Pregnancy caused long-term changes in brain structure
A group of researchers from Spain and the Netherlands have shown that pregnancy causes changes in the structure of the gray matter of the brain, continuing for at least two years after childbirth. The article was published in the journal Nature Neuroscience, and briefly about it it is told in editorial material of the journal Science.
During pregnancy the levels of sex steroid hormones varies greatly: for example, the amount of estrogen produced during pregnancy, usually exceeds the total amount of estrogen produced in a woman’s body for all the other periods of her life.
While in previous studies it has been shown that changing levels of sex steroid hormones can cause structural and functional changes in the nervous tissue of the brain. For example, in puberty the production of sex hormones causes large-scale reorganization of the brain, and in adults the change in the level of steroid hormones leads to neural alterations. Not surprisingly, in rodents and other animals pregnancy, as studies have shown, causes changes in nervous tissue on several levels, including changes in the morphology of dendrites, the intensity of the division of neurons and gene expression. In humans, however, systematic studies of this sort almost never undertaken. It is only known that in the later stages of pregnancy increases the size of the pituitary gland and decreases the total brain volume.
The authors of the new article used magnetic resonance imaging to track changes in the structure of the gray matter of the brain in 25 women, pregnant for the first time. Their brains scanned before and after pregnancy (after different time intervals from three weeks to several months). The analysis included 20 nulliparous non-pregnant women, and to eliminate the influence of parenthood (and not specifically pregnancy), 19 men, who are fathers, and 17 men without children. For all of these groups underwent brain scans with the same time intervals as for the test group of pregnant women.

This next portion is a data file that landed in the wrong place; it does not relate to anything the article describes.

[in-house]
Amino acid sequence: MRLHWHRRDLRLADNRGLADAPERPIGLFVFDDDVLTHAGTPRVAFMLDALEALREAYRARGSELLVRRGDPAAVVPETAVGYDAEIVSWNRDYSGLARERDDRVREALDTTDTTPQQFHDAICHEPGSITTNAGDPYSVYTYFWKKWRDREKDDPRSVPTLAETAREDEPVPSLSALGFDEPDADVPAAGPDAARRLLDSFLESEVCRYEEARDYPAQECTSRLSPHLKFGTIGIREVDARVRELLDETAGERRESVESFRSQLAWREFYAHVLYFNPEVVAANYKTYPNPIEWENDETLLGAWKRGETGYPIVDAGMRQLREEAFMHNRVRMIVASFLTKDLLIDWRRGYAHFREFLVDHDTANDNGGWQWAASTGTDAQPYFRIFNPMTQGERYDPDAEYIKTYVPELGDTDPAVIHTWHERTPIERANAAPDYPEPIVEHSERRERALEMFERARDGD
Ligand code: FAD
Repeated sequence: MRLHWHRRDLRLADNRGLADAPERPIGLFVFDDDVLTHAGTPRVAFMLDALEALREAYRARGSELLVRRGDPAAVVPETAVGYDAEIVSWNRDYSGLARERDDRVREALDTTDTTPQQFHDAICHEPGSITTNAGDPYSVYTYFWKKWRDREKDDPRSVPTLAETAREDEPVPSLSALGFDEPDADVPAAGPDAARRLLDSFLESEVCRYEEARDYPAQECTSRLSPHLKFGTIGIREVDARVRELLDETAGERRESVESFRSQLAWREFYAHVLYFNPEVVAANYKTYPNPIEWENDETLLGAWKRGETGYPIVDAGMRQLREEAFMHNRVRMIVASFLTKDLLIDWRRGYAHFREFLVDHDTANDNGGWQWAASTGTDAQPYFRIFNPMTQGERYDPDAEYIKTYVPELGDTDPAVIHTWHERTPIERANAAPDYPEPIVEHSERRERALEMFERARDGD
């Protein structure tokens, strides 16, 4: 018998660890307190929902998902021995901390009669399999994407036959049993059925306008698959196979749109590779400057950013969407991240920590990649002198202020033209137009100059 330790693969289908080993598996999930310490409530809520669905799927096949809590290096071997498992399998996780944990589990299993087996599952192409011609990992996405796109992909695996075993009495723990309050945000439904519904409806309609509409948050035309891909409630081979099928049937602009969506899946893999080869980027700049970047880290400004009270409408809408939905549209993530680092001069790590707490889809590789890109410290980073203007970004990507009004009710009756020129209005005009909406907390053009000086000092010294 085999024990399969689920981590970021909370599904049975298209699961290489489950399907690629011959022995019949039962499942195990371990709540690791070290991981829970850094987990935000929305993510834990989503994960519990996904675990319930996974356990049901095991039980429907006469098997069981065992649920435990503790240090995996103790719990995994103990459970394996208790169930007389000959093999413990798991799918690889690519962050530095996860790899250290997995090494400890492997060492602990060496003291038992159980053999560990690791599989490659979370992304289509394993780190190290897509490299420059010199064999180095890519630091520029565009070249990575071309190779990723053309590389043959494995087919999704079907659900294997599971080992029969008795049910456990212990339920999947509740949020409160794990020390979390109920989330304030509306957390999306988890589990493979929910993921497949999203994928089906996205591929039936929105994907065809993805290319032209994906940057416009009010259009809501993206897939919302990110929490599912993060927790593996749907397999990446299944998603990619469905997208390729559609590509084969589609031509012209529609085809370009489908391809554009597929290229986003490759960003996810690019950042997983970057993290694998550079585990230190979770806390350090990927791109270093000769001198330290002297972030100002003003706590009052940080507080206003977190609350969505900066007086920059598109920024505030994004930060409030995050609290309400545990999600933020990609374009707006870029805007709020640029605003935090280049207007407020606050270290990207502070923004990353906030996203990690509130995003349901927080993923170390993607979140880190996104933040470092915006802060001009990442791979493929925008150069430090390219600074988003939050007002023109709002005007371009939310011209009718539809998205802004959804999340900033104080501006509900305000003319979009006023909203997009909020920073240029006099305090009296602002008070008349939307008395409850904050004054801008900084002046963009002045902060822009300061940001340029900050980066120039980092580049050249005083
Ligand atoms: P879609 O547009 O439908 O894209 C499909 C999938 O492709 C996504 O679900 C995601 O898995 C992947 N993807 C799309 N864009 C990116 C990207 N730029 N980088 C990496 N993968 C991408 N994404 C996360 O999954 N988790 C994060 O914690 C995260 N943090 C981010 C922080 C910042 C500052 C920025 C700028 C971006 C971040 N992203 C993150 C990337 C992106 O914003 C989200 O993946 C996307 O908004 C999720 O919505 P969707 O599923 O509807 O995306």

It turned out that all mothers have experienced very similar changes in the volume of gray matter of the brain — so similar that all surveyed women could be easily categorized as parous and nulliparous solely on the results of scanning their brain. Most changes were concentrated in areas of the brain responsible for social skills — such as understanding emotions and intentions of other people by their faces and actions.
Also, the volume decreased hippocampus — the brain region that plays a key role in memory formation. None of the control group such changes were not observed. However, the decreasing volume of the hippocampus did not affect the memory of the postnatal period: a task for memory they didn’t get worse than before pregnancy. The only thing that managed to notice the researchers, is a small deterioration in verbal memory (however, the level differences were statistically significant).
Measuring using standard test force attachment of mothers to their children, the researchers also found that the strength of attachment is correlated with how much a woman’s brain has changed during pregnancy: the greater these changes, the greater was the attachment. Scientists have traced how the brain reacts to women on photos of their own children and photographs of other people’s children (how much different is the reaction of the brain to these stimuli, is also a measure of the strength of attachment). It turned out that about 30 percent of those brain regions that are selectively activated in response to pictures of their own (not others’) children, coincide with the areas of the brain, changed the amount during pregnancy.
Two years after these studies, 11 of the 25 mothers — those who in the meantime got pregnant again — again underwent magnetic resonance brain scans. It turned out that these women have still reduced the volume of gray matter in those same areas of the brain except the hippocampus, which returned to its original state. Surviving the changes were enough for only them to determine woman pregnant in the past or not.
What are the reasons for reduction in the volume of gray matter — a change in the number of synapses or neurons, with the restructuring of dendritic structure or with a change in the blood supply to the brain is still unclear. As the authors note, reducing the volume of gray matter observed in puberty, is associated (at least partly) with the so-called synaptic pruning: a reduction in the number of synapses to eliminate redundant connections and improve the efficiency of the neural networks. It is possible that similar processes occur during pregnancy, increasing the efficiency and SPECIALIZIROVANNOE work separate parts of the brain. In some studies, for example, it has been shown that in pregnant women improving the ability to recognize faces and emotions. The authors suggest that this may be associated with the parts of the brain responsible for social skills that they observed in their study.